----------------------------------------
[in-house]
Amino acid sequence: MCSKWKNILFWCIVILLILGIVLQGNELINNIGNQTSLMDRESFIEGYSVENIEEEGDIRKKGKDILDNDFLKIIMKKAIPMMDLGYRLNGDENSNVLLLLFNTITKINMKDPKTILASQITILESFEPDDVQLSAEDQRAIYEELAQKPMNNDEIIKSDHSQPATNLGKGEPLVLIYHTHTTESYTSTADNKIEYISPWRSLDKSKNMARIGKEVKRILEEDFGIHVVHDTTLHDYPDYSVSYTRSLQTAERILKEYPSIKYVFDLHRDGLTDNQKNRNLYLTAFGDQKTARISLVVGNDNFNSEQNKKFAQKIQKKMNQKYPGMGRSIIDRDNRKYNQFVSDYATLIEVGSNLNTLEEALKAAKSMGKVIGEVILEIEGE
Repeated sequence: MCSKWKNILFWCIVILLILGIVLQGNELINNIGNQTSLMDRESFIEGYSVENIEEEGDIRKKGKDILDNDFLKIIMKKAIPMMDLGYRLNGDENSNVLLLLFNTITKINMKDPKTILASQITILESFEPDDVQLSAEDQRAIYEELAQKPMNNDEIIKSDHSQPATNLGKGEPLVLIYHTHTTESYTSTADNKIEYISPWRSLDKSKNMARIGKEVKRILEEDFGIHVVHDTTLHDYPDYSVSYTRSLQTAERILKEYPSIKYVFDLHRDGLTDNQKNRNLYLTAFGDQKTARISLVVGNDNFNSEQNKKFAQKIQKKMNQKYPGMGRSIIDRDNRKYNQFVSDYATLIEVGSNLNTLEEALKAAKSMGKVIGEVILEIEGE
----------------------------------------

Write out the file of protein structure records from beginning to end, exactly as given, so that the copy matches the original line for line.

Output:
[in-house]
Amino acid sequence: MCSKWKNILFWCIVILLILGIVLQGNELINNIGNQTSLMDRESFIEGYSVENIEEEGDIRKKGKDILDNDFLKIIMKKAIPMMDLGYRLNGDENSNVLLLLFNTITKINMKDPKTILASQITILESFEPDDVQLSAEDQRAIYEELAQKPMNNDEIIKSDHSQPATNLGKGEPLVLIYHTHTTESYTSTADNKIEYISPWRSLDKSKNMARIGKEVKRILEEDFGIHVVHDTTLHDYPDYSVSYTRSLQTAERILKEYPSIKYVFDLHRDGLTDNQKNRNLYLTAFGDQKTARISLVVGNDNFNSEQNKKFAQKIQKKMNQKYPGMGRSIIDRDNRKYNQFVSDYATLIEVGSNLNTLEEALKAAKSMGKVIGEVILEIEGE
Repeated sequence: MCSKWKNILFWCIVILLILGIVLQGNELINNIGNQTSLMDRESFIEGYSVENIEEEGDIRKKGKDILDNDFLKIIMKKAIPMMDLGYRLNGDENSNVLLLLFNTITKINMKDPKTILASQITILESFEPDDVQLSAEDQRAIYEELAQKPMNNDEIIKSDHSQPATNLGKGEPLVLIYHTHTTESYTSTADNKIEYISPWRSLDKSKNMARIGKEVKRILEEDFGIHVVHDTTLHDYPDYSVSYTRSLQTAERILKEYPSIKYVFDLHRDGLTDNQKNRNLYLTAFGDQKTARISLVVGNDNFNSEQNKKFAQKIQKKMNQKYPGMGRSIIDRDNRKYNQFVSDYATLIEVGSNLNTLEEALKAAKSMGKVIGEVILEIEGE